The talented freshman worked out for most of the lottery teams and was reportedly up and down leading up to the draft. With this much PG depth, I figured someone would slip and the Sixers were the beneficiary. In Holiday, they get a lottery talent and their point guard of the future, though Lawson would have been able to come in and help the Sixers more immediately.

Nuggets: #18 Ty Lawson
I thought he’d go to a team in more need of PG help, but the Nuggets swooped in and snatched him up. At the very least, I think he’s going to be a capable starter.

Grizzlies: #36 Sam Young
At 24, Young doesn’t have the upside of many of the players drafted ahead of him, but he’s already a better player than most, as well. If he can improve his handle, he could be a starter-quality small forward.

Spurs: #37 DeJuan Blair
Think this guy played with a chip on his shoulder before? Just wait and see what kind of energy he brings in 15-25 minutes playing for the Spurs. I know his knees are an issue, but I’m shocked that he wasn’t picked earlier in the second round.

Hornets: #43 Marcus Thornton
The Hornets have issues on the wing and they took a point guard with their first pick. They made up for it in the second round by acquiring Thornton, an off guard, from the Heat. He’s a great scorer and can make contested jumpers.


Timberwolves: #5 Ricky Rubio / #6 Jonny Flynn
It’s not that I don’t like the individual players or the individual picks; they just don’t make any sense when picked together. I don’t know how a Rubio/Flynn backcourt will be successful. Had the T-Wolves drafted Stephen Curry with one of the picks, it would have made a lot more sense.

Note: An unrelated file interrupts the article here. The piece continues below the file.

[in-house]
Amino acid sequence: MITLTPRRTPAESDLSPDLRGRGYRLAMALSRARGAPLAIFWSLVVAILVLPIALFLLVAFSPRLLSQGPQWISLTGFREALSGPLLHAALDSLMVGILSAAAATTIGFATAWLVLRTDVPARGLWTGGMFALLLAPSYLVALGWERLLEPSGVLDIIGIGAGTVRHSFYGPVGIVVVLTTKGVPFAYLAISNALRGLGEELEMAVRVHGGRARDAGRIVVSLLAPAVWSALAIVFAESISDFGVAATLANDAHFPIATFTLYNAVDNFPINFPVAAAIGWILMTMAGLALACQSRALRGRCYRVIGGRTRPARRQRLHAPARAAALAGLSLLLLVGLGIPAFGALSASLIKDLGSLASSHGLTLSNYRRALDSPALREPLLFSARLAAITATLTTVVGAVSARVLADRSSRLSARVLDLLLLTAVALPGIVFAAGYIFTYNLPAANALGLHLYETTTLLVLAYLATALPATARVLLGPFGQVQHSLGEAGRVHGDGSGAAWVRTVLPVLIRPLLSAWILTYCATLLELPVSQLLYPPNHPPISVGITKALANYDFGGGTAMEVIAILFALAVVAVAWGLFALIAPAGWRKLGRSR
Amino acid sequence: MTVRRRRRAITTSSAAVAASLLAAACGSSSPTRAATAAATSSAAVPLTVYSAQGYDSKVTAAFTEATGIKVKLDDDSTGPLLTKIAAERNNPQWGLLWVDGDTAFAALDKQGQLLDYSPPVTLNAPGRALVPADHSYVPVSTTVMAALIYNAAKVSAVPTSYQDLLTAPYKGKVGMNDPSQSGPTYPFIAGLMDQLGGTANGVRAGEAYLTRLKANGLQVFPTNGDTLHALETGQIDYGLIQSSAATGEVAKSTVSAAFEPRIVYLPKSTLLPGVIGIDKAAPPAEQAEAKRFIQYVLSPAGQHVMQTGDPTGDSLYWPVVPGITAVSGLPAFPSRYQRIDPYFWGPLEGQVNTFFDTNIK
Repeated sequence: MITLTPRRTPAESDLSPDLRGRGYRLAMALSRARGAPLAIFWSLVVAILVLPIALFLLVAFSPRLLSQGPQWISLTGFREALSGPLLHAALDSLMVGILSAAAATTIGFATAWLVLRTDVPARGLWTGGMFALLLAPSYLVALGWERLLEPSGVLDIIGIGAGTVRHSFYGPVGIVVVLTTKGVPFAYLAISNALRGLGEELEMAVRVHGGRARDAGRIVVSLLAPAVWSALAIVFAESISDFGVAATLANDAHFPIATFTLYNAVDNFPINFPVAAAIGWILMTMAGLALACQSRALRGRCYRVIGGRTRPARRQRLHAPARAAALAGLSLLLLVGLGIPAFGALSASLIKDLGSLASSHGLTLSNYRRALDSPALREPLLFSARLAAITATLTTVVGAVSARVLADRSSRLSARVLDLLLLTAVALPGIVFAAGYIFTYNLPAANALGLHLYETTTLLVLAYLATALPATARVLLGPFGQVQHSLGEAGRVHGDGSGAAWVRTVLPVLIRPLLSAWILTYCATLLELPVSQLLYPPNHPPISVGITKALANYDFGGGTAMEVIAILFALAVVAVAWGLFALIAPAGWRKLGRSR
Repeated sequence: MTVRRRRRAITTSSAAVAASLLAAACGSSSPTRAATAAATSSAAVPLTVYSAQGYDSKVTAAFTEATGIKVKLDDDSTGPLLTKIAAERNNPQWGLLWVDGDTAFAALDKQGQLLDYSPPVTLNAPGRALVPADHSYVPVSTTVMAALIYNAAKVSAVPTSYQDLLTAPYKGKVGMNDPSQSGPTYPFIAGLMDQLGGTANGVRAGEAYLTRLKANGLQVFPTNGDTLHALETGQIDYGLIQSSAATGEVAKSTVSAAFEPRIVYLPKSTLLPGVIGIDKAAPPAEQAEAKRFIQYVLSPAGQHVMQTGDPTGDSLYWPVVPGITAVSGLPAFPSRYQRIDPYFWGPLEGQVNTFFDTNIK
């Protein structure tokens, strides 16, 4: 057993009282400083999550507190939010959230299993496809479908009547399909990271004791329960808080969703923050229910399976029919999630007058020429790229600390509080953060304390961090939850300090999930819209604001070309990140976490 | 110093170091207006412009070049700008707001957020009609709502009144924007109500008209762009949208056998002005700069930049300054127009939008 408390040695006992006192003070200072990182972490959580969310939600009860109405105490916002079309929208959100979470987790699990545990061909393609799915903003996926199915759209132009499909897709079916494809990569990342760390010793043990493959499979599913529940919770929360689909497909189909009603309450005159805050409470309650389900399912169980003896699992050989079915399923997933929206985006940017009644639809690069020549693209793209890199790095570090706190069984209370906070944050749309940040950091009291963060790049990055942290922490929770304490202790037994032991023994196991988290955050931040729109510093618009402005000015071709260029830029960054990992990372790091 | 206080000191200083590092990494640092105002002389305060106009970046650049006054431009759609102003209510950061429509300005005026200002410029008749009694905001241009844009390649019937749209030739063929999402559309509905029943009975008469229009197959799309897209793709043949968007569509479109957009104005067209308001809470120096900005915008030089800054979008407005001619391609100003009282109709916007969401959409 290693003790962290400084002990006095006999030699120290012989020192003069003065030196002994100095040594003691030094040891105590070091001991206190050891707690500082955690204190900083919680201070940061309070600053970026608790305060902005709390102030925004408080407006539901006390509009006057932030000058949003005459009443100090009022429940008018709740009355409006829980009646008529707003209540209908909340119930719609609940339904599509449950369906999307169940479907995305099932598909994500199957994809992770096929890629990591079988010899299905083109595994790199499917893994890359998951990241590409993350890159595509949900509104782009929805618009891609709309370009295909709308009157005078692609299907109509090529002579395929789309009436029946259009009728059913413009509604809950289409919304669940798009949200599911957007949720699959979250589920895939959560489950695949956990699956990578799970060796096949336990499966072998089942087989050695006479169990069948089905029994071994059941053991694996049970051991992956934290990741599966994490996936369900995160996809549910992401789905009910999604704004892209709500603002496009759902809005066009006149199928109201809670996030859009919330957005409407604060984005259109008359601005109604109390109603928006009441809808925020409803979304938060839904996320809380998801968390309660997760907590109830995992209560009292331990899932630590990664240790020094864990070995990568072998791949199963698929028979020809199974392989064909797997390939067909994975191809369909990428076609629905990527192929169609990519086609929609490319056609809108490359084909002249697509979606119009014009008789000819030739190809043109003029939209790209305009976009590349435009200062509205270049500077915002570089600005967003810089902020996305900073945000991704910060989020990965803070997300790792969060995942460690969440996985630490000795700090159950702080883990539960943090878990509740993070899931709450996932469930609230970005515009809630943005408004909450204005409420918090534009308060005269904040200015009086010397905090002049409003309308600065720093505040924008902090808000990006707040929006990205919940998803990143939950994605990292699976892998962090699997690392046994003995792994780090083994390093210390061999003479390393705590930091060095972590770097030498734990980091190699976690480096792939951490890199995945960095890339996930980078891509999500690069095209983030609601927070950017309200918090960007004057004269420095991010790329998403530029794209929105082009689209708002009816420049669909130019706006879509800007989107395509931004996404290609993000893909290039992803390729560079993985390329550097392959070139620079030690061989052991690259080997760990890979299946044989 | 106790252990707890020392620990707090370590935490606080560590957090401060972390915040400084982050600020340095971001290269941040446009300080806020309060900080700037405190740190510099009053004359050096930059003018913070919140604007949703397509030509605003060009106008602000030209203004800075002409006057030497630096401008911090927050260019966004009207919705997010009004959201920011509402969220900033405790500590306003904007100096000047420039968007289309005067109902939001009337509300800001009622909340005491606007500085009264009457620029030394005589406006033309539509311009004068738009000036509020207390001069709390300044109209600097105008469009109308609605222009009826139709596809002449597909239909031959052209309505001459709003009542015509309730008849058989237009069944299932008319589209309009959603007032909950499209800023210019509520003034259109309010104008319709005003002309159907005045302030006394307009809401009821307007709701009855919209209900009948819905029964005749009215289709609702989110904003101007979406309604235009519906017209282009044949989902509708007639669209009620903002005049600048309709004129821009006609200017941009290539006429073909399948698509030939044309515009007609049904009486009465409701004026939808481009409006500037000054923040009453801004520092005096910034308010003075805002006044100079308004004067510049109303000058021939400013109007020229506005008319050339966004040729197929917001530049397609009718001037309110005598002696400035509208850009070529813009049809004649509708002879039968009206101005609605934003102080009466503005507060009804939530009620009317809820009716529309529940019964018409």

Jazz: #20 Eric Maynor
Maynor is a good all-around player, and maybe the best that was available, so let’s not be too hard on the Jazz here. Still, how many minutes is he going to play behind Deron Williams? If he turns out to be a player, they can use him as an asset, so maybe they didn’t feel that way about any of the frontline players that were available.

Hornets: #21 Darren Collison
New Orleans has star/superstar quality players at PG, PF and C, and a good young prospect in Julian Wright at small forward, so off guard seems to be their biggest need. Like Utah, the Hornets went with a point guard to back up their best player. I like Collison, I just don’t like this pick for New Orleans (though they made up for it in the second round).

Blazers: #31 Jeff Pendergraph / #33 Dante Cunningham
I don’t have a problem with the players themselves, but with the fact that Portland passed on DeJuan Blair twice in the second round (where the financial risk is much lower if his health turns out to be a problem). They could have used his toughness and rebounding, but were unwilling to roll the dice on his knees.

Draft grades & pick-by-pick analysis

Wondering how your team did last night?

Chad Ford graded each team’s draft and provided analysis for every pick in the draft.

He gave out 10 “A” grades to the Nuggets, Rockets, Clippers, Grizzlies, Thunder, Sixers, Suns, Spurs, Jazz and Wizards.

Meanwhile, Bill Simmons has posted his own running diary of the night’s events.